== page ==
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A Lot or a Little?
What you will—and won't—find in this game.
The satirical story attempts to send up elements of gamer culture via a protagonist who embodies stereotypical western gaming attitudes and behaviors, including obsessions with violence and sex, plus a blustery sort of overconfidence.
Positive Role Models
Travis is a rude, arrogant narcissist and a competitive assassin. He believes he's somehow different from and above murderers and psychopaths without realizing that in many ways, he's the same.
Ease of Play
Straightforward combat, simple controls, and three graduated difficulty levels make it easy for players of any skill level to power through the entire game.
Violence & Scariness
Players attack humanoid enemies with slashes and thrusts using a glowing sword. Enemies cry out in pain before disintegrating with a digitized flash. A subplot focused on tracking down a murderer shows several scenes where blood spatters cover furniture and walls, with text descriptions depicting acts of murder. A live-action sequence with real actors shows a man with his throat slit, blood gushing from the wound.
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Sex, Romance & Nudity
Dialogue contains brief references to sexual concepts using language such as "hard-on" and "balls." Travis sits on a toilet when saving a game, his privates covered by a strategically placed text box. His butt is partially exposed during a digital transport sequence.
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Text dialogue contains strong profanity throughout, including the words "f--k," "s--t," and "d--khead."
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Products & Purchases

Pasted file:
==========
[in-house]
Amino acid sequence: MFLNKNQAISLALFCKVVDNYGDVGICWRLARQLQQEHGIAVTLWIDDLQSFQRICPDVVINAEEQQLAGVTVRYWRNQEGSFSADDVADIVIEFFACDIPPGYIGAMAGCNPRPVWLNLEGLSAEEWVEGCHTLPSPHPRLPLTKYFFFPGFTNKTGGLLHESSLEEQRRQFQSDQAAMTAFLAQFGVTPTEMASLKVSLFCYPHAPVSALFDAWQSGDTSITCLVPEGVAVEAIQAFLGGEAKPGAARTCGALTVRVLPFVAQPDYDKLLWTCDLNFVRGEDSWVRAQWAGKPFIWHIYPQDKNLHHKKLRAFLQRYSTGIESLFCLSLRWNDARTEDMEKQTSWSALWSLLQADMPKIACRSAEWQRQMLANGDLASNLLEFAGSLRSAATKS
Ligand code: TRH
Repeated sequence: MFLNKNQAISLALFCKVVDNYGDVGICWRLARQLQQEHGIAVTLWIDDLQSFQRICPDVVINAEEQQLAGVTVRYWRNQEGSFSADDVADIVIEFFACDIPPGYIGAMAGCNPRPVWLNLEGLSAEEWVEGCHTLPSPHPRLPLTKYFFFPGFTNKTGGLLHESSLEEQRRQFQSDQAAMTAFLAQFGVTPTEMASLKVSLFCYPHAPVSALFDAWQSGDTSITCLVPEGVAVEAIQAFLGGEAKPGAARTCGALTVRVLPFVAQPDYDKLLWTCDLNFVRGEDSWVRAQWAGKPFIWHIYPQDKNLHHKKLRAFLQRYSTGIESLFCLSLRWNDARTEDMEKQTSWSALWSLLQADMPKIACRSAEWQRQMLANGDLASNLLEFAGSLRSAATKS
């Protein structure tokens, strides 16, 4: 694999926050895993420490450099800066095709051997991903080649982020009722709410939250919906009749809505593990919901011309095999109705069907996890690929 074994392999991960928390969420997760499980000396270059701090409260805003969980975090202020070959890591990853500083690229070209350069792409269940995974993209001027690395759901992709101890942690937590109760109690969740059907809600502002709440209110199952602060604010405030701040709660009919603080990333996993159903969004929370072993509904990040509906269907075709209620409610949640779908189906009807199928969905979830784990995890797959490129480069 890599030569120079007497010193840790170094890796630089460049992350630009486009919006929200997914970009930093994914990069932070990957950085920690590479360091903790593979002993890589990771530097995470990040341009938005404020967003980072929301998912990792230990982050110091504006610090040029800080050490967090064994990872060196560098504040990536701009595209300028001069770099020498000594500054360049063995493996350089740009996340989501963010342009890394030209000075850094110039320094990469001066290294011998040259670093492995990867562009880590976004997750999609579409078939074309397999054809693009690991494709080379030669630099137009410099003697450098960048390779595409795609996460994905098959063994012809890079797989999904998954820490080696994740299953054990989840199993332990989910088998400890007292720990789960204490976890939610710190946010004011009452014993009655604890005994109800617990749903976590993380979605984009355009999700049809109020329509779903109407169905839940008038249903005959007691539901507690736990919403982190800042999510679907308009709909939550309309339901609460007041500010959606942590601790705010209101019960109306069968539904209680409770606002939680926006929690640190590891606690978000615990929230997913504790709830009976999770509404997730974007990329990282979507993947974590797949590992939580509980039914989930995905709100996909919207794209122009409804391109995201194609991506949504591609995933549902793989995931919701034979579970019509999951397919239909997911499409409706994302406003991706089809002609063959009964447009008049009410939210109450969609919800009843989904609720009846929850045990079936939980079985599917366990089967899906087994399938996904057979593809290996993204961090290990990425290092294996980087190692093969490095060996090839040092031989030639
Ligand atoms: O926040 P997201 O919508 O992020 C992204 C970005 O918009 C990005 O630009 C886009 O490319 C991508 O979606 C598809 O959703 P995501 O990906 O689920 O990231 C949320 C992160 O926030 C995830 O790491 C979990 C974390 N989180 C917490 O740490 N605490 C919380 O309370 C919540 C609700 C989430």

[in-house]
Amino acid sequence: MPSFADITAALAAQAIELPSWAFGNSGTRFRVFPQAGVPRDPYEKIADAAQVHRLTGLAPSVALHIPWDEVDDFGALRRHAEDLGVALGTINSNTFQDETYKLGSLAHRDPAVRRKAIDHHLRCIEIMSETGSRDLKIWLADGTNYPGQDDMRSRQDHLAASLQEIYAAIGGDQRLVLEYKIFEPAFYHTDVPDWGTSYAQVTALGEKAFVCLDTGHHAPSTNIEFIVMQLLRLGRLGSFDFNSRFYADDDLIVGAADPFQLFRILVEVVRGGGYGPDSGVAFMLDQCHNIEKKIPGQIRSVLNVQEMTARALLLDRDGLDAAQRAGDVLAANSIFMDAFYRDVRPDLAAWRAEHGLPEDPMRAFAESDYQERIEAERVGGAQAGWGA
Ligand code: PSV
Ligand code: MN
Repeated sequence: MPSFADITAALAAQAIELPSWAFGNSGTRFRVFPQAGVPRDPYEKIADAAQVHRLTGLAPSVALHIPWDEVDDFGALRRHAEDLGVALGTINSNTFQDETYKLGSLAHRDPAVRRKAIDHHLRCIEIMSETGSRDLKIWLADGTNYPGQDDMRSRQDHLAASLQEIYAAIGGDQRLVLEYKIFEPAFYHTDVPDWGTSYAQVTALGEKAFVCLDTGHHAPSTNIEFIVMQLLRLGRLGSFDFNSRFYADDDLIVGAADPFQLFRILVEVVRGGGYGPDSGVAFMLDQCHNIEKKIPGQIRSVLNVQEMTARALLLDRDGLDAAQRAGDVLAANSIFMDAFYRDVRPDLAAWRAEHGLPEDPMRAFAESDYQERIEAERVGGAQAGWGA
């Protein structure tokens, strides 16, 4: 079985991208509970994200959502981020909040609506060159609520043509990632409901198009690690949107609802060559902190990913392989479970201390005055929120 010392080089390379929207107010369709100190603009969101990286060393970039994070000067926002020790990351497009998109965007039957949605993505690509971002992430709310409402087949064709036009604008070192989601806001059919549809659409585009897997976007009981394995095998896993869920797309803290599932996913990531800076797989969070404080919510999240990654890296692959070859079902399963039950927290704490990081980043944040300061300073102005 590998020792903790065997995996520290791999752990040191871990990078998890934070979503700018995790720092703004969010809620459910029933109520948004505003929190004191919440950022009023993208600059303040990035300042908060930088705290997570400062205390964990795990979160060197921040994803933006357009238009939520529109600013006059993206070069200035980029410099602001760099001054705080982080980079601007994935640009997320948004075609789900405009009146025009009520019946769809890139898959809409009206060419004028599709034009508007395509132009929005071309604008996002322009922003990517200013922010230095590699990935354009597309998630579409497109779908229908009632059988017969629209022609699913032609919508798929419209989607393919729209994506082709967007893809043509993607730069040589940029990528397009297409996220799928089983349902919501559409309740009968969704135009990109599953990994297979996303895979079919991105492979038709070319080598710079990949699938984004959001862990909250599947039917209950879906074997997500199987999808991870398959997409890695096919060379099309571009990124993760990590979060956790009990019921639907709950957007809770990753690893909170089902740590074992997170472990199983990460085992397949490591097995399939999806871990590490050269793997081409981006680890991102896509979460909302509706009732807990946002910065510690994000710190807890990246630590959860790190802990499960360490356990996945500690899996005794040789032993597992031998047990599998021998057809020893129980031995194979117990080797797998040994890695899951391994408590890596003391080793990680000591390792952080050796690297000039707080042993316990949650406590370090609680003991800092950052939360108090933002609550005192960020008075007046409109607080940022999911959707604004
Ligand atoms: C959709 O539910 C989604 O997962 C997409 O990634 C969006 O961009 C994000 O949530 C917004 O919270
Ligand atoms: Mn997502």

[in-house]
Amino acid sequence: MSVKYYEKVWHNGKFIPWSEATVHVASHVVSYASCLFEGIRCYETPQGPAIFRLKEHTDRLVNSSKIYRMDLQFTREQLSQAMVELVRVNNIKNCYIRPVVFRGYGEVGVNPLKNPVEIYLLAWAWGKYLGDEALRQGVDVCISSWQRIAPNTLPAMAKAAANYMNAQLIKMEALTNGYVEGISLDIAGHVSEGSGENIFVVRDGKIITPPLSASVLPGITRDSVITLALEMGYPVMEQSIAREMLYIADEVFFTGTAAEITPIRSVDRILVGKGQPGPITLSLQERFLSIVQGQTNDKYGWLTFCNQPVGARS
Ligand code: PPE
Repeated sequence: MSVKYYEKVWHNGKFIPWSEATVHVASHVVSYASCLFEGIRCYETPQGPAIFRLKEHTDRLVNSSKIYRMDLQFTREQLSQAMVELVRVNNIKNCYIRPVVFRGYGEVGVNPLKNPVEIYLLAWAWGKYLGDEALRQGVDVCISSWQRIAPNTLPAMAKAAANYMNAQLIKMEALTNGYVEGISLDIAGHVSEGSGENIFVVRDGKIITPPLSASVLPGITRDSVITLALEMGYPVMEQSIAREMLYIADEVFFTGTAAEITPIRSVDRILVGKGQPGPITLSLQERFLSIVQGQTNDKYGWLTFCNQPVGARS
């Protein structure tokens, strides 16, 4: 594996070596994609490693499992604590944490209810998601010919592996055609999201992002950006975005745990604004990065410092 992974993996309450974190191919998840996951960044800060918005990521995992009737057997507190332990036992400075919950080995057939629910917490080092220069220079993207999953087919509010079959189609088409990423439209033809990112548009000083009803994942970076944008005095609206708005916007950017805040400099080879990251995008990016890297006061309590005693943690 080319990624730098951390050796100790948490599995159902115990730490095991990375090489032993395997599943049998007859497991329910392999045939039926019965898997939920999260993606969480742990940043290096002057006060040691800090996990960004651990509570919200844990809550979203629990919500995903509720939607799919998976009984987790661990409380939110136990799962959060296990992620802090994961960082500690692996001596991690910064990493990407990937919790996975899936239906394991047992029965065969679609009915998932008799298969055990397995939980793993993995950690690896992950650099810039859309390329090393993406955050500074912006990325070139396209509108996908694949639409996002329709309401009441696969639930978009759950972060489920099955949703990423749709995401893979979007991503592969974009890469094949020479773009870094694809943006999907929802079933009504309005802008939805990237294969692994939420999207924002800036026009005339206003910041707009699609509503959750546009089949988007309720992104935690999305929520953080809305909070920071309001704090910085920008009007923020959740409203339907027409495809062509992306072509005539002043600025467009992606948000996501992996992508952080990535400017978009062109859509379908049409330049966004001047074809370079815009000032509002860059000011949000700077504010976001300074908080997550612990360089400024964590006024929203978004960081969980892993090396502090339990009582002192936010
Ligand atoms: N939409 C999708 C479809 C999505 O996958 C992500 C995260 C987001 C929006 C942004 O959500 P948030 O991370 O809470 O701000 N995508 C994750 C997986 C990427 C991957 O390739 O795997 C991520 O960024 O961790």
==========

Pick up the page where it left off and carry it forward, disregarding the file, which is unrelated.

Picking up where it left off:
Many scenes contain references both subtle and overt to other games and works of pop culture, from Bit.Trip Runner and Hatoful Boyfriend to The Terminator and Stranger Things. The Complete Edition includes all of the downloadable content (DLC) packs that were released for the game as well.
Drinking, Drugs & Smoking
Text dialogue contains references to drugs and alcohol, including beer and whiskey. Characters are seen holding and drinking from beer cans. One character smokes a flaming cigarette.
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Parents Need to Know
Parents need to know that Travis Strikes Again: No More Heroes Complete Edition is a satirical action game for the PlayStation 4, Nintendo Switch, and Windows PCs. It's a title filled with humor aimed at mature players. Its protagonist is more of a villain than a hero; he's a smug and narcissistic assassin who gets sucked into the worlds of several long-lost games where he fights digital characters with a glowing sword. Dialogue is filled with strong profanity; references to sex, drugs, and alcohol; and graphic descriptions of brutal murders. Several environments are coated in bright red blood, and a live-action sequence shows a man with his throat slit, blood spilling from the wound. The satirical script is filled with jokes containing a wide variety of pop culture references, from other games and game makers to film and TV shows. The story is designed to poke fun at elements of western gaming culture by depicting stereotypical gamer fixations, including obsessions with violence and sex and showing gamer arrogance at its worst. Whether players understand that all of this is meant to be satire will depend on their awareness of the way gaming and gamers are often perceived outside of gaming communities and on their knowledge of the game makers' intent. The Complete Edition also includes the downloadable content (DLC) packs that were released, which added items like new characters, costumes, and story chapters.